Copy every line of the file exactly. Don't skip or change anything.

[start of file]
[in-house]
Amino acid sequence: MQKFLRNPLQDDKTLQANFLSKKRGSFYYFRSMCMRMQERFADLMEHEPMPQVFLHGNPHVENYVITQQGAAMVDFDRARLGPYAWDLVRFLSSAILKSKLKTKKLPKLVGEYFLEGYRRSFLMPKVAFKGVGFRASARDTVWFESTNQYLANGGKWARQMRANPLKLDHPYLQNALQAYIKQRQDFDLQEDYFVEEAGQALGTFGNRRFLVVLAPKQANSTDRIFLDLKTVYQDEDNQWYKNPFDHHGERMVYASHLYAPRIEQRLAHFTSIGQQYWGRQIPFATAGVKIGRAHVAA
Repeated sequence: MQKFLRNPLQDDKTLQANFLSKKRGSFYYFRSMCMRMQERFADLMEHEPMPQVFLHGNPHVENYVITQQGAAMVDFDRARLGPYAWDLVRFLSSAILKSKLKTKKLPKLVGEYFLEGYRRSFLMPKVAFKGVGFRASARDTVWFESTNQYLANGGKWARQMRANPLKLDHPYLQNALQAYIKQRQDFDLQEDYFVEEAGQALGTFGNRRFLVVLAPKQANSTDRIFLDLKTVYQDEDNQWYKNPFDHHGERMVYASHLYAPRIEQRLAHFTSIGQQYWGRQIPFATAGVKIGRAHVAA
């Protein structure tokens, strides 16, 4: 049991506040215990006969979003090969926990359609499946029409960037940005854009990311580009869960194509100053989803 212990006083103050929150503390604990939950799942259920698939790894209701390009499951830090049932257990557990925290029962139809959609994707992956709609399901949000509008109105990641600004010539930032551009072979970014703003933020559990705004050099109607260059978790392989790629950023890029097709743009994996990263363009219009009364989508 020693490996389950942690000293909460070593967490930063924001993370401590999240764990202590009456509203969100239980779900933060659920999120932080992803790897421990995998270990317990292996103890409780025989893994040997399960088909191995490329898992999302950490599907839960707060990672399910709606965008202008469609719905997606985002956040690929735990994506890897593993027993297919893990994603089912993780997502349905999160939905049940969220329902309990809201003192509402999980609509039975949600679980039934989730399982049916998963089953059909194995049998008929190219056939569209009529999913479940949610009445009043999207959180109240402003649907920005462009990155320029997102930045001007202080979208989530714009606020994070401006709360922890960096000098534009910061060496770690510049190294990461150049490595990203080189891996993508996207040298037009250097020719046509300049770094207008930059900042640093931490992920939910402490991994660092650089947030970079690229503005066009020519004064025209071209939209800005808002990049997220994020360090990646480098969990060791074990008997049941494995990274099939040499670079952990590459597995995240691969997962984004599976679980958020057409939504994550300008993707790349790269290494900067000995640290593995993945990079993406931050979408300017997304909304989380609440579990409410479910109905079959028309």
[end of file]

[in-house]
Amino acid sequence: MQKFLRNPLQDDKTLQANFLSKKRGSFYYFRSMCMRMQERFADLMEHEPMPQVFLHGNPHVENYVITQQGAAMVDFDRARLGPYAWDLVRFLSSAILKSKLKTKKLPKLVGEYFLEGYRRSFLMPKVAFKGVGFRASARDTVWFESTNQYLANGGKWARQMRANPLKLDHPYLQNALQAYIKQRQDFDLQEDYFVEEAGQALGTFGNRRFLVVLAPKQANSTDRIFLDLKTVYQDEDNQWYKNPFDHHGERMVYASHLYAPRIEQRLAHFTSIGQQYWGRQIPFATAGVKIGRAHVAA
Repeated sequence: MQKFLRNPLQDDKTLQANFLSKKRGSFYYFRSMCMRMQERFADLMEHEPMPQVFLHGNPHVENYVITQQGAAMVDFDRARLGPYAWDLVRFLSSAILKSKLKTKKLPKLVGEYFLEGYRRSFLMPKVAFKGVGFRASARDTVWFESTNQYLANGGKWARQMRANPLKLDHPYLQNALQAYIKQRQDFDLQEDYFVEEAGQALGTFGNRRFLVVLAPKQANSTDRIFLDLKTVYQDEDNQWYKNPFDHHGERMVYASHLYAPRIEQRLAHFTSIGQQYWGRQIPFATAGVKIGRAHVAA
């Protein structure tokens, strides 16, 4: 049991506040215990006969979003090969926990359609499946029409960037940005854009990311580009869960194509100053989803 212990006083103050929150503390604990939950799942259920698939790894209701390009499951830090049932257990557990925290029962139809959609994707992956709609399901949000509008109105990641600004010539930032551009072979970014703003933020559990705004050099109607260059978790392989790629950023890029097709743009994996990263363009219009009364989508 020693490996389950942690000293909460070593967490930063924001993370401590999240764990202590009456509203969100239980779900933060659920999120932080992803790897421990995998270990317990292996103890409780025989893994040997399960088909191995490329898992999302950490599907839960707060990672399910709606965008202008469609719905997606985002956040690929735990994506890897593993027993297919893990994603089912993780997502349905999160939905049940969220329902309990809201003192509402999980609509039975949600679980039934989730399982049916998963089953059909194995049998008929190219056939569209009529999913479940949610009445009043999207959180109240402003649907920005462009990155320029997102930045001007202080979208989530714009606020994070401006709360922890960096000098534009910061060496770690510049190294990461150049490595990203080189891996993508996207040298037009250097020719046509300049770094207008930059900042640093931490992920939910402490991994660092650089947030970079690229503005066009020519004064025209071209939209800005808002990049997220994020360090990646480098969990060791074990008997049941494995990274099939040499670079952990590459597995995240691969997962984004599976679980958020057409939504994550300008993707790349790269290494900067000995640290593995993945990079993406931050979408300017997304909304989380609440579990409410479910109905079959028309």